July 23, 2024

New York’s Catholic School continue to ban natural braided hair styles despite anti-discrimination laws

The law banning discrimination against natural braided hairstyles isn’t being applied to students who attend Catholic schools because of a legal loophole. (Photo Adobe Stock Image)

A newly enacted law in New York state bans discrimination against natural hair, but that’s not stopping more than a dozen New York City Catholic schools from continuing the biased practice when it comes to their male students.

According to The New York Daily News, Catholic Schools claim exemption from city and state laws because they are religious institutions giving them the legal space to pretty much as they please. Further, many of them view natural hairstyles worn mostly by Black students, like braids or cornrows, as a fad or trend.

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“Nothing in this article shall … apply to private, religious or denominational educational institutions,” reads a caveat in New York State’s Dignity for All Students Act, and New York City Human Rights law also exempt any “religious corporation incorporated under the education law,” according to The Daily News.

The schools are able to impose whatever restrictions they wish because of these legal loopholes, David Bloomfield, professor of education law at Brooklyn College and CUNY Graduate Center, told the newspaper.

“They’re just exempted because they’re religious institutions and can set whatever rules of decorum they wish, no matter how discriminatory or racist,” Bloomfield added.

The ban on braids was first highlighted by The Daily News when Lavona Batts of Queens was told to take her 9-year-old son’s cornrows out or withdraw from Immaculate Conception Catholic Academy in Queens, NY. Batts sued the school, citing the city and state laws.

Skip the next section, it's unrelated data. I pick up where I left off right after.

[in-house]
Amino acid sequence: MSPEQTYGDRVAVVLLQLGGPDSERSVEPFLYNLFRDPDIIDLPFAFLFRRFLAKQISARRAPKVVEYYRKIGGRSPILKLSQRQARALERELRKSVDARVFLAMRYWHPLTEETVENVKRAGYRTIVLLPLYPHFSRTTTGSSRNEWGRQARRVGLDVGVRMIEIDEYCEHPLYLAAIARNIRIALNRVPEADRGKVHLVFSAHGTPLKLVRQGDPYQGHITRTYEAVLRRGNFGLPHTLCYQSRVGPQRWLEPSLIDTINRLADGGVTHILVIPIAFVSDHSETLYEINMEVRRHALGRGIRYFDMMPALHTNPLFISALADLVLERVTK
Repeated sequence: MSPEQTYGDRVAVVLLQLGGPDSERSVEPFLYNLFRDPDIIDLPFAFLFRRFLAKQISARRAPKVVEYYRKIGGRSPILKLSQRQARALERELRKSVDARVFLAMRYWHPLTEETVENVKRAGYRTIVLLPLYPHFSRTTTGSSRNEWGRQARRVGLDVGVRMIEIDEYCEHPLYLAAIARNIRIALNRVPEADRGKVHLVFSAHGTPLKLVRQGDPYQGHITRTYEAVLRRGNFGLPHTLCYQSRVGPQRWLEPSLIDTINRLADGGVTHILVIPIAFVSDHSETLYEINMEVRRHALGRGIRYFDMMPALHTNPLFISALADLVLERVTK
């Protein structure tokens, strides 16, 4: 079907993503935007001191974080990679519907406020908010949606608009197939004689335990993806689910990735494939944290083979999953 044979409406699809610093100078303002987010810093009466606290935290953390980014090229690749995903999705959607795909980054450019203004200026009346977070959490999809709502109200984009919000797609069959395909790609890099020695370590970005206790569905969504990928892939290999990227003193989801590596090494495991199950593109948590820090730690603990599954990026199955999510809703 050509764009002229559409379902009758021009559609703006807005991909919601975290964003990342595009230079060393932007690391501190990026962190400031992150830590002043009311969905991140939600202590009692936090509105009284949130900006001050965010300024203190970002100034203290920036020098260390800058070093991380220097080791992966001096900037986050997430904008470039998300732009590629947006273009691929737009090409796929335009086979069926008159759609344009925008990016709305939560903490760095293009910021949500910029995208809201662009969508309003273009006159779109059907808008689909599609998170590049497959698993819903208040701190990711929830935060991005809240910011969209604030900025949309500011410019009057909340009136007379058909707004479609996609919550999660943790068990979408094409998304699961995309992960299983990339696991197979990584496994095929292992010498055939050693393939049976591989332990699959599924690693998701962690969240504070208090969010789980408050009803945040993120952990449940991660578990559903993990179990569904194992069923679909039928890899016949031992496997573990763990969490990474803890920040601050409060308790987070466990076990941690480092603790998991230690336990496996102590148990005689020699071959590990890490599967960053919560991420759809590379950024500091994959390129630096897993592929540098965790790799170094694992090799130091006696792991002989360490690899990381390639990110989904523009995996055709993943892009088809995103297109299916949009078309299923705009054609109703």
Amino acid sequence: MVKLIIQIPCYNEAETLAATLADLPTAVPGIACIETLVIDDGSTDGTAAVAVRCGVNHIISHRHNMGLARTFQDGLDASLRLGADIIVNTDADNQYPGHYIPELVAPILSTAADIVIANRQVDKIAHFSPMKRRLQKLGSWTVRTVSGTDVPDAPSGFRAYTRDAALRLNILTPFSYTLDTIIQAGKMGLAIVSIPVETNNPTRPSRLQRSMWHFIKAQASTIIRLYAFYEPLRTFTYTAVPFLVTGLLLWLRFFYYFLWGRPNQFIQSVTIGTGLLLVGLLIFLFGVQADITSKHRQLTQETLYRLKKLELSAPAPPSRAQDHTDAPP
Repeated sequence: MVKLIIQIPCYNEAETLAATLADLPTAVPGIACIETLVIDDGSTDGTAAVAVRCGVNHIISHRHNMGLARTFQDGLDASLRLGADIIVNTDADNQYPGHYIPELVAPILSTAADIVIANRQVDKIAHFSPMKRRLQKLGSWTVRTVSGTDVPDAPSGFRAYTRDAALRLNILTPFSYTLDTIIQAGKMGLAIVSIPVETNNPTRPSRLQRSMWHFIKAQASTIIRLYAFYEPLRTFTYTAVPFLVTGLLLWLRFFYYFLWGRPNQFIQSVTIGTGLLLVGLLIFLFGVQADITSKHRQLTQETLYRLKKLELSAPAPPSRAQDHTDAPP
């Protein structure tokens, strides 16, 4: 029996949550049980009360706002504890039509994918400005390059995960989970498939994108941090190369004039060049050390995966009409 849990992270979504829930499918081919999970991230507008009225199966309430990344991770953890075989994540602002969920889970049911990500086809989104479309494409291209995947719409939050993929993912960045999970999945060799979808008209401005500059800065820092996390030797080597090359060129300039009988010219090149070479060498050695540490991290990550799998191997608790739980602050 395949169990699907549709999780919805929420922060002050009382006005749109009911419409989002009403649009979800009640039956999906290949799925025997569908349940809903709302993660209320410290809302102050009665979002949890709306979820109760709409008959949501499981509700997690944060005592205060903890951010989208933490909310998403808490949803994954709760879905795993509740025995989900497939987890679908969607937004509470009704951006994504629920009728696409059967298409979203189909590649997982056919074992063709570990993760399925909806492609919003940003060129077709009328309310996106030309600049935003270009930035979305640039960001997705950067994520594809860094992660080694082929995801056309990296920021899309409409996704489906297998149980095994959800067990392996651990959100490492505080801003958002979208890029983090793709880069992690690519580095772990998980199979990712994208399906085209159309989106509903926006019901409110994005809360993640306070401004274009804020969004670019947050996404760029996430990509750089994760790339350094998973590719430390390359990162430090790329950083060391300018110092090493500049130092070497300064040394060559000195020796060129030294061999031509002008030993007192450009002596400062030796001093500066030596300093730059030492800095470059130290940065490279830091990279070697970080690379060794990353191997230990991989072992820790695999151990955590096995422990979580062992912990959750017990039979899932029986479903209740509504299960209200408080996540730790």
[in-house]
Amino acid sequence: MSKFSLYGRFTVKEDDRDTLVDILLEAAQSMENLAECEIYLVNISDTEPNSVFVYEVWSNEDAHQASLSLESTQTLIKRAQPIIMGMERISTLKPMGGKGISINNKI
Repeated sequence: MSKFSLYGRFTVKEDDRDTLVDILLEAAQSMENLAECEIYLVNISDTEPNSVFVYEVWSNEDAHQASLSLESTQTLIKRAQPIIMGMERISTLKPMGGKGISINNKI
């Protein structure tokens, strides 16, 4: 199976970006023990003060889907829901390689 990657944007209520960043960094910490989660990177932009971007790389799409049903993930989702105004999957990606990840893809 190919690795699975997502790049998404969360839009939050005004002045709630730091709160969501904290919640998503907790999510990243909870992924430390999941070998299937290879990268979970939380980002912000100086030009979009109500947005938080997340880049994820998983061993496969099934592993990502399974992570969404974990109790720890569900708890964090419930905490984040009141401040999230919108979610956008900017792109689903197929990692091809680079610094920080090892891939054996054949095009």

That matter has yet to be resolved, however, Assemblywoman Tremaine Wright (D–Brooklyn), who helped draft the state’s anti-discriminatory, Crown Act, is trying to appeal to New York’s Archdiocese, which supervises Catholic schools in Manhattan, the Bronx, and Staten Island, to get involved in the case.

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“It makes me very uneasy that the (New York) Archdiocese is not going to step in and encourage all of their schools to be compliant with state law,” Wright told The Daily News.

 T.J. McCormack, a spokesman for the Archdiocese, contends that any parent who agrees to send their child to any NYC Catholic school agrees to “adhere to the terms of the school’s handbook, Catholic School, which will include guidelines on hair, wardrobe and personal conduct.”

New York Governor Andrew Cuomo and New York City Mayor Bill de Blasio both called the school’s ban “unacceptable” and are looking into further action.

“For much of our nation’s history, people of color — particularly women — have been marginalized and discriminated against simply because of their hairstyle or texture,” said Gov. Cuomo in a statement about the legislation.

“By signing this bill into law, we are taking an important step toward correcting that history and ensuring people of color are protected from all forms of discrimination.”

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